Mar 28, 2007 Labor Relations

Court of Appeals Affirms NLRB Ruling That Overbroad Confidentiality Requirement Is An Unfair Labor Practice

A federal appeals court, affirming a decision of the National Labor Relations Board (the “NLRB”), has ruled that a personnel handbook provision which required employees to maintain the confidentiality of all company information unlawfully interfered with the employees’ rights under the National Labor Relations Act (“NLRA”) to discuss their terms and conditions of employment with each other and with union organizers. Cintas Corp. v. NLRB, U.S. Court of Appeals, D.C. Cir., No. 05-1305, March 16, 2007, enforcing 344 N.L.R.B. 118 (2005).

The handbook provision at issue stated: “We recognize and protect the confidentiality of any information concerning the company, its business plans, its partners [employees], new business efforts, customers, accounting and financial matters.” Another section of the handbook subjected employees to disciplinary action if they made an “unauthorized release of confidential information.” The employer appealed the NLRB’s ruling that found the handbook provisions to be unlawful, and asserted on appeal that the NLRB’s overreaching interpretation of the confidentiality rule was the result of “a creative imagination” that “chooses absurdity over reason” and ignored a realistic understanding of the language in the handbook.

Rejecting the employer’s contentions, the Court of Appeals stated that the right of employees to self-organize and to bargain collectively, established by the NLRA, necessarily encompasses the right effectively to communicate with one another regarding conditions at the workplace and to have like conversations with outside union organizers. The court found that the broadly-worded confidentiality rule at issue impinged on that right because an employee could reasonably interpret the restriction to prohibit discussion of wages and other terms and conditions of employment with either other employees or union organizers. Even though there was no evidence that any employee actually interpreted the rule to prohibit such discussions, the rule, according to the court, lent itself to such an understanding and it was, therefore, overbroad in violation of the NLRA. Lastly, even in the absence of actual enforcement of the rule against employee discussions of union organizing or self-organization, the court reasoned that the “mere maintenance” of such a rule was an unfair labor practice because it would likely chill NLRA-protected organizing activity.

This decision does not mean that all employer confidentiality policies are unlawful. Indeed, the court concluded its decision by noting that the rule at issue was distinguishable from those which the NLRB and the courts had previously found to be lawful; in those cases, the specific context or language made clear that the rule protected certain forms of confidential information but did not restrict employees’ rights to discuss or disclose their own terms and conditions of employment. For example, rules prohibiting discussion of medical information that intrudes upon “patient confidentiality” in healthcare institutions (Aroostook County Reg’l Ophthalmology Ctr. v. NLRB, 81 F.3d 209, 212-13 (D.C.Cir. 1996)), prohibitions on the discussion of “customer or marketing lists and strategies, financial information, computer files and programs” (Fiesta Hotel Corp., 344 N.L.R.B. No. 159 (2005)), and restrictions on the discussion of “proprietary information, including … intellectual property” (Mediaone of Greater Florida, 340 N.L.R.B. No. 29 (1999)), have all been held to be lawful restrictions.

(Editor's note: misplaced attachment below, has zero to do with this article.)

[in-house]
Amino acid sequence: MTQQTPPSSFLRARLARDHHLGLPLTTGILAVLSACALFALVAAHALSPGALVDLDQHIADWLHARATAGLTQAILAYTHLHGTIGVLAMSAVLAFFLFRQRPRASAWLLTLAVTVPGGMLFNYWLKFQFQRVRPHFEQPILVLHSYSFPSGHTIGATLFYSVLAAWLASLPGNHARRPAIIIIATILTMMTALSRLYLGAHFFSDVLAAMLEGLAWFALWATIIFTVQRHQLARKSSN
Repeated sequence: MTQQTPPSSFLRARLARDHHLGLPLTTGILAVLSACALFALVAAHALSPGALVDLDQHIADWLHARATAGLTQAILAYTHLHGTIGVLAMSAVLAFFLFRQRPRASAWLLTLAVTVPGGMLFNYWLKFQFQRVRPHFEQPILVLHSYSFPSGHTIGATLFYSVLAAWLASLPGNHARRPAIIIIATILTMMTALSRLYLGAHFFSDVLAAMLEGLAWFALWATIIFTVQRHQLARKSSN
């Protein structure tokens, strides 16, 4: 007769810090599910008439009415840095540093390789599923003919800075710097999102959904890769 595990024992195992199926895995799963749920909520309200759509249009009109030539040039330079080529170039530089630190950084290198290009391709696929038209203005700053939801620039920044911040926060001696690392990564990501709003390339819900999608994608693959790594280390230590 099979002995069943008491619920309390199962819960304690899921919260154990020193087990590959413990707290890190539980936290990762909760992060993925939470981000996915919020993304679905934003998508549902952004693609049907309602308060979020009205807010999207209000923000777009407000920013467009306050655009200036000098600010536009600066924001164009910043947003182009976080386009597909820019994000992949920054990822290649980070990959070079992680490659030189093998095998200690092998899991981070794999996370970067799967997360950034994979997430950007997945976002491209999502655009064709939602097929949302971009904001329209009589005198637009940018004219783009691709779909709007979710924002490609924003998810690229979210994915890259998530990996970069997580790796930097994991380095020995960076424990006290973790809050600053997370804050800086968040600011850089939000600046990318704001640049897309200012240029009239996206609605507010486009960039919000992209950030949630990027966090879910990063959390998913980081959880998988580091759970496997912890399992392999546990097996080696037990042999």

These NLRB and court rulings allow employers to protect legitimate, proprietary information from disclosure to those having no legitimate business need to know; however, information about employees’ own wages, benefits and other conditions of employment cannot be made confidential on pain of disciplinary action. For example, personnel and payroll department staff may lawfully be instructed to keep confidential the salary, benefits, and like information they acquire about other employees in the course of their duties; however, they may not be compelled to refrain from discussing their own wage and benefits information with others. Similarly, marketing, sales, and financial information about the company, vendor or customer-supplied information, and the company’s production processes and intellectual property may all legitimately be kept confidential. All employers should review their confidentiality policies in light of these decisions to ensure that policies intended for lawful and legitimate purposes are not drafted in an overbroad fashion, resulting in unwitting violations of the NLRA.